Much to my surprise, having flown its flag for decades, rosé has suddenly become hip and trendy. Increasingly, people are learning that they aren't typically sweet; fewer and fewer are confusing them with white zinfandel. Whereas production in France led the way to its popularity—followed by Spain, Italy and the U.S.—pink wines are now being made in places as
I usually take the opportunity to write about rosé this time of year, since it is such a compelling spring and summer wine—although I hope you don't limit your intake to only warm-weather
Cole namechecks hip-hopper Flo Rida, who sings, "2 in the morning I'm zoned in / Them rosé bottles foaming," and Wiz Khalifa requesting "rosé in my Champagne glass." "And then there is Rick Ross with his black bottle," Cole writes. "Rozay's rosé entered 66 international markets in its first three years of existence, becoming the top-selling sparkling wine on Amazon. Between 2013 and 2014 alone, its sales grew by 340 percent."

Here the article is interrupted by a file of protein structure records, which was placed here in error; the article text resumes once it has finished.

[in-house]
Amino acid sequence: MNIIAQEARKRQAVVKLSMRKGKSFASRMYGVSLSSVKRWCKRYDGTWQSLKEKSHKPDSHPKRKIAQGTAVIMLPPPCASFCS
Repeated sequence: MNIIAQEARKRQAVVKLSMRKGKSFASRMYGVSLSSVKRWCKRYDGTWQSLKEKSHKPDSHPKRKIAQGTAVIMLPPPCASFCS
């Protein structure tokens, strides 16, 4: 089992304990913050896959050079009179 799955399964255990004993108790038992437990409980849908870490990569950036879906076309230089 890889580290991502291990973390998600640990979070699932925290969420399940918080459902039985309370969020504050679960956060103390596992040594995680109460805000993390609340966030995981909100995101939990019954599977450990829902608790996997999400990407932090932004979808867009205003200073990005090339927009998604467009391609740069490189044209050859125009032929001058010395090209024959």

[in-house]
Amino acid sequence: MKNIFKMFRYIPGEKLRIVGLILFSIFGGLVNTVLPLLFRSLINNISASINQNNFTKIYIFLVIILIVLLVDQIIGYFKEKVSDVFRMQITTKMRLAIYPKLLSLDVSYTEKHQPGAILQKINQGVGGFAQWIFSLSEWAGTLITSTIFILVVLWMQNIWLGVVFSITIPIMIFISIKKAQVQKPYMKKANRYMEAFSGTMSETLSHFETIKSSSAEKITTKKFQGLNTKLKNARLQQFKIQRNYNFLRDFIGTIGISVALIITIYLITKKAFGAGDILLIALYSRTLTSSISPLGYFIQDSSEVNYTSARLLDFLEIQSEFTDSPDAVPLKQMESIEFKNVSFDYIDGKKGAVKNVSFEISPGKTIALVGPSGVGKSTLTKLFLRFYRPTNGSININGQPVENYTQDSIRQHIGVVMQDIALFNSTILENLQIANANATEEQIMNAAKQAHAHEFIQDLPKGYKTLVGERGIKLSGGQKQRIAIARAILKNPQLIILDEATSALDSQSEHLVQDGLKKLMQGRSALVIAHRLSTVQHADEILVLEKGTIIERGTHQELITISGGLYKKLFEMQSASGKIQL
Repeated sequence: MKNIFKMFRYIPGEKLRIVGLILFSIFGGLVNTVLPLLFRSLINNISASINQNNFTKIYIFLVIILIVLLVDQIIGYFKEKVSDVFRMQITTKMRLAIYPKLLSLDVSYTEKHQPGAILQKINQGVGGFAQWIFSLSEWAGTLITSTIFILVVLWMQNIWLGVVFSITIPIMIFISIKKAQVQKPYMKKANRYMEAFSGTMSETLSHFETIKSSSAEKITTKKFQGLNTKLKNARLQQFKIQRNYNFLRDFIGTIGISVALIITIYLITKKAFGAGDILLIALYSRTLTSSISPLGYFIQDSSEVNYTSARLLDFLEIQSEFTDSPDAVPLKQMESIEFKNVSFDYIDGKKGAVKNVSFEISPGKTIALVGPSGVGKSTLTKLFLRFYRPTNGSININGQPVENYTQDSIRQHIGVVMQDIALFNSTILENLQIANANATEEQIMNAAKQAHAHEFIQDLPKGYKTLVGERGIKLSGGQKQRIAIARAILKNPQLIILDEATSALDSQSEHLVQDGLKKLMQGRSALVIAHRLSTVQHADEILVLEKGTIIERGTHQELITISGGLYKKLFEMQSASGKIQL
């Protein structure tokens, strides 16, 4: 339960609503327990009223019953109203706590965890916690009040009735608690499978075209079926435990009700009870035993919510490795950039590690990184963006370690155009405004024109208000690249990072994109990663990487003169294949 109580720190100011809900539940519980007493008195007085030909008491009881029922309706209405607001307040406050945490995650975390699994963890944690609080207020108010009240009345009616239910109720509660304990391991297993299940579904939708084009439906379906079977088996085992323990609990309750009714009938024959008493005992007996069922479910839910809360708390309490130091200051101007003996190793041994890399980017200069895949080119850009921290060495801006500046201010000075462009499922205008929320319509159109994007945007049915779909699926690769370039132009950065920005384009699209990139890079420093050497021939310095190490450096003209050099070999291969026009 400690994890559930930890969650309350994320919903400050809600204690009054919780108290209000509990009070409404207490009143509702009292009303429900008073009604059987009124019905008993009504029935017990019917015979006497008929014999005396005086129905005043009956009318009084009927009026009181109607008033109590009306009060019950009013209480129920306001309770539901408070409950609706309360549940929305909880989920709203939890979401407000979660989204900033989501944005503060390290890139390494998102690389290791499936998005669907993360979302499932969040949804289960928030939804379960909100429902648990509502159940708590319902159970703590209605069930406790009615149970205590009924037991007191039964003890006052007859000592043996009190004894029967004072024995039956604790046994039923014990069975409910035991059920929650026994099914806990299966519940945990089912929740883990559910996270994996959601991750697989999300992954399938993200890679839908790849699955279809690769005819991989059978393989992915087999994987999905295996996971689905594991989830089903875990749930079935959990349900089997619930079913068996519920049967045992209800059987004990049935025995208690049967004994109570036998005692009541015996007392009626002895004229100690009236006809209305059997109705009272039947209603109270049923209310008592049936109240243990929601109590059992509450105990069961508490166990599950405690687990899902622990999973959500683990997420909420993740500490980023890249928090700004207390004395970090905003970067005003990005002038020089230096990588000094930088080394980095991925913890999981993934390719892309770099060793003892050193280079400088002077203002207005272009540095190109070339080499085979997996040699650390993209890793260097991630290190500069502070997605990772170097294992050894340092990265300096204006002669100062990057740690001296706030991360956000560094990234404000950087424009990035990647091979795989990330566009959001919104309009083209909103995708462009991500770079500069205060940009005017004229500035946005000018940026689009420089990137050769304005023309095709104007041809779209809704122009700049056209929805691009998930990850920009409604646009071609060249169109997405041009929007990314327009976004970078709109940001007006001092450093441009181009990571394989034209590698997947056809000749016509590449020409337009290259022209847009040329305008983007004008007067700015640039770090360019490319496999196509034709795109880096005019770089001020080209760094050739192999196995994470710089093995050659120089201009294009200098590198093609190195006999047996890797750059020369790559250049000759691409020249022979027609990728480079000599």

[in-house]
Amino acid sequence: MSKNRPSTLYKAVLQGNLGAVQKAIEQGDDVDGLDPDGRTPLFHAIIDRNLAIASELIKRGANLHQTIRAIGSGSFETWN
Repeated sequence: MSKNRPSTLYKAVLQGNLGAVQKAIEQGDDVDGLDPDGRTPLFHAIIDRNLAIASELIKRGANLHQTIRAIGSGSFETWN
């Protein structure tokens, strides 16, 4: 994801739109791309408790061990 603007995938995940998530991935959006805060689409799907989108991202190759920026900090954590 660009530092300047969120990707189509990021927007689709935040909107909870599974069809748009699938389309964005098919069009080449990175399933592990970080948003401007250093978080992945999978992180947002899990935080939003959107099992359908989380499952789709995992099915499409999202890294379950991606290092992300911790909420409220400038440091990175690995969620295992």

It's true that it used to be considered crap, but now it's cool. Yet that's not why you should drink it. I love rosé for its versatility. There are
Chateau Minuty is a family estate in Provence on the Saint Tropez peninsula (wouldn't suck to work there, right?). Jean-Etienne and François Matton produce top-notch wine there, utilizing chemical-free, sustainable practices, and 2016 "M" de Minuty Rosé ($19) is a good example. It's
A pair of organic, sustainable and Fair Trade rosés recently knocked me out: De Bos Walker Bay 47 Varietal Rosé ($17) from South Africa, and Spain's Raimat 2015 Rosé ($12). Both are luscious and affordable. I also love the 2016 Mulderbosch Cabernet Sauvignon Rosé ($14)—one of the meatier new examples I tried.
Meiomi Rosé 2016 ($25) is delicate, dry and delightful. But my favorite so far this season has been Kim Crawford Hawke's Bay Rosé 2016 ($18) from New Zealand. It's gorgeous and well worth tracking down. You'll want to order a case or two to get you through summer.